It’s not too expensive, not too cheap, yet features full-frame performance, extensive features, and amazing output.

The Nikon Z5 is the baby full-frame sibling to the Z6 II and Z7 II while featuring an impressive 24MP full-frame CMOS sensor and 5-axis Sensor-shift Image Stabilization.

The Nikon Z5 features a large 3.2″ touch screen with 1.040k dots of resolution and a true-to-life 3690k dot viewfinder with 0.8x magnification.

Autofocus performance is assured thanks to the 273 focus points, face detection, and real-time animal eye-tracking autofocus system.

The Z5 only delivers 4.5fps maximum continuous shooting speed making it unsuitable for sports and wildlife photography. It does, however, offer two SD memory card slots, making it perfect for in-camera photo backups.

Nikon’s Z5 captures 4K (UHD) video at 30p – although it’s with a crop factor of 1.70x, limiting the use of the full-frame image sensor.

The Nikon Z5 is a smaller body compared to the Z6 and Z7 series and is our choice of the best Nikon camera for photographers needing a compact full-frame all-rounder.

If you travel a lot or need a smaller backup camera, you’ll appreciate the smaller form and outstanding performance of the Z5.

Best Nikon DSLR

Nikon is one of the oldest commercial camera manufacturers, founded in Tokyo in 2017.  Their history as a camera and lens developer speaks for their longevity in a competitive market.

The very first camera, the Nikon Model I,  was released in 1948 and set the stage for decades of film and digital camera design excellence.

Despite the rise in popularity of mirrorless cameras, Nikon is still one of the most popular choices for DLSR cameras.

Regardless of opting for a full-frame, APS-C, or even a point-and-shoot camera, it’s hard to beat the quality, performance, and output found with Nikon cameras.

Nikon’s full-frame DSLRs are the professional’s choice for various genres, including portraiture, landscape, wildlife, and events.

However, full-frame DSLRs are experiencing a decline in popularity due to the exceptional performance and output of current-generation mirrorless bodies.

Nikon’s APS-C DSLRs represent the ideal solution for beginner and enthusiast user-level photographers to enjoy the art of photography. While APS-C DSLRs need to work harder to achieve optical excellence in low light, Nikon models are among the very best at high ISOs.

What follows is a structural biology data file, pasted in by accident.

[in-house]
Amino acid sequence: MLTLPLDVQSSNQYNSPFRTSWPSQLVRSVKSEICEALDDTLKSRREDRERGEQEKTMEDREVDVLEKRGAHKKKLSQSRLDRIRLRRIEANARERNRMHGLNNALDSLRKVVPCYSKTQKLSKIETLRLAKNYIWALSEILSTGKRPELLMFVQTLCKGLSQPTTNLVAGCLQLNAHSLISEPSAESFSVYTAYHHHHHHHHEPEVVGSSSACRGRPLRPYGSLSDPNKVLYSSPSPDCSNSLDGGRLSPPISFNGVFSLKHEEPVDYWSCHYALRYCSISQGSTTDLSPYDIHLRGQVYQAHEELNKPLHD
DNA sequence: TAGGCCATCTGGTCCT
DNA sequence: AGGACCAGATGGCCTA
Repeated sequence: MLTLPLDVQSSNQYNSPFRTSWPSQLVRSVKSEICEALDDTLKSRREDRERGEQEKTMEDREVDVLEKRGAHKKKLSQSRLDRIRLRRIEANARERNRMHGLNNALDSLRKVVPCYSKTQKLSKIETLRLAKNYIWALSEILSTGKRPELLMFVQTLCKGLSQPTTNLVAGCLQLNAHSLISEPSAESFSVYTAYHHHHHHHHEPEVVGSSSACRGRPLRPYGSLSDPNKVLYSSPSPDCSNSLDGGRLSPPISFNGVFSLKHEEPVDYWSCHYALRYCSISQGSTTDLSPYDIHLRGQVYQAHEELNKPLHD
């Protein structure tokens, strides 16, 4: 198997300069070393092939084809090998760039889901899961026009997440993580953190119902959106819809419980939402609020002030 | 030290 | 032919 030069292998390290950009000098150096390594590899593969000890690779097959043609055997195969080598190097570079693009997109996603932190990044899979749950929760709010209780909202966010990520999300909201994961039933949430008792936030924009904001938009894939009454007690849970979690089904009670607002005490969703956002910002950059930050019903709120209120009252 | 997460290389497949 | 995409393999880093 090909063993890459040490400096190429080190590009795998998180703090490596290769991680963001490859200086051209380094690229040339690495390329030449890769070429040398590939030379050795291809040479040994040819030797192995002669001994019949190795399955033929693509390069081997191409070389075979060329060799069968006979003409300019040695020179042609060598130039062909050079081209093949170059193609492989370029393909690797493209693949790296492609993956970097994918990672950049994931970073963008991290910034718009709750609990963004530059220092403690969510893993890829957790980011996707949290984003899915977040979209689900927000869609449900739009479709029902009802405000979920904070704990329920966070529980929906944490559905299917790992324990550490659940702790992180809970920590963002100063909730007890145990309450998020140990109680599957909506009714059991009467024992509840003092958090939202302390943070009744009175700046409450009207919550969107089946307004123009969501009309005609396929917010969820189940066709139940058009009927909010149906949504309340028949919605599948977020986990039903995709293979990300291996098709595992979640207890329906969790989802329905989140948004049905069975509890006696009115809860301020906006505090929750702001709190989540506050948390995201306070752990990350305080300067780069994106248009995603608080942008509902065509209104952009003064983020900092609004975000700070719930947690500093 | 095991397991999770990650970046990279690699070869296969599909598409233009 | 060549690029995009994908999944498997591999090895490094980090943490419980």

5. Nikon D850

Pros

  • 46MP full-frame sensor
  • 4K (UHD) video
  • Long battery life (1840 shots)
  • Optical viewfinder
  • Excellent build
  • Dual cards slots
Cons

  • No image stabilisation
  • Heavy and bulky
  • Non identical card slots

If you’re looking for the very best Nikon DSLR camera, look no further than the class-leading Nikon D850.

While many believe that the Nikon D5 and D6 are, in fact, the flagship DSLR options from Nikon, they serve such a small audience of professional photographers. The D5 / D6 is a niche camera that’s both incredibly heavy and super-expensive.

The Nikon D850 is the best Nikon full-frame DSLR camera suited to professional photographers and serious amateurs wanting to learn on one of the most impressive DSLRs ever made.

With a 46MP full-frame BSI-CMOS sensor and Expeed 5 image processor, the D850 is an ideal DSLR for sports and wildlife photographers, along with portrait and wedding photographers where resolution counts.

While the Nikon D850 doesn’t feature in-body image stabilization, the extensive Nikon and third-party lenses range include countless high-spec options with built-in vibration reduction (VR).

With the absence of an EVF, the Nikon captures 1840 shots on a single battery – one of the standout features of Nikon DSLR cameras in general.

On the minus side, the D850 is a hulk of a camera – weighing in at 1,005 g/2 lb 3.5 oz with battery and memory card, it can be a challenge to shoot with for extended periods.

The dual memory card slot is also a contentious topic, with one slot for XQD/CFexpress B and the other for SDXC/SDHC/SD cards. XQD is perfect for high-speed recording, while SD cards are much more affordable – you’ll also need a card reader that supports both formats.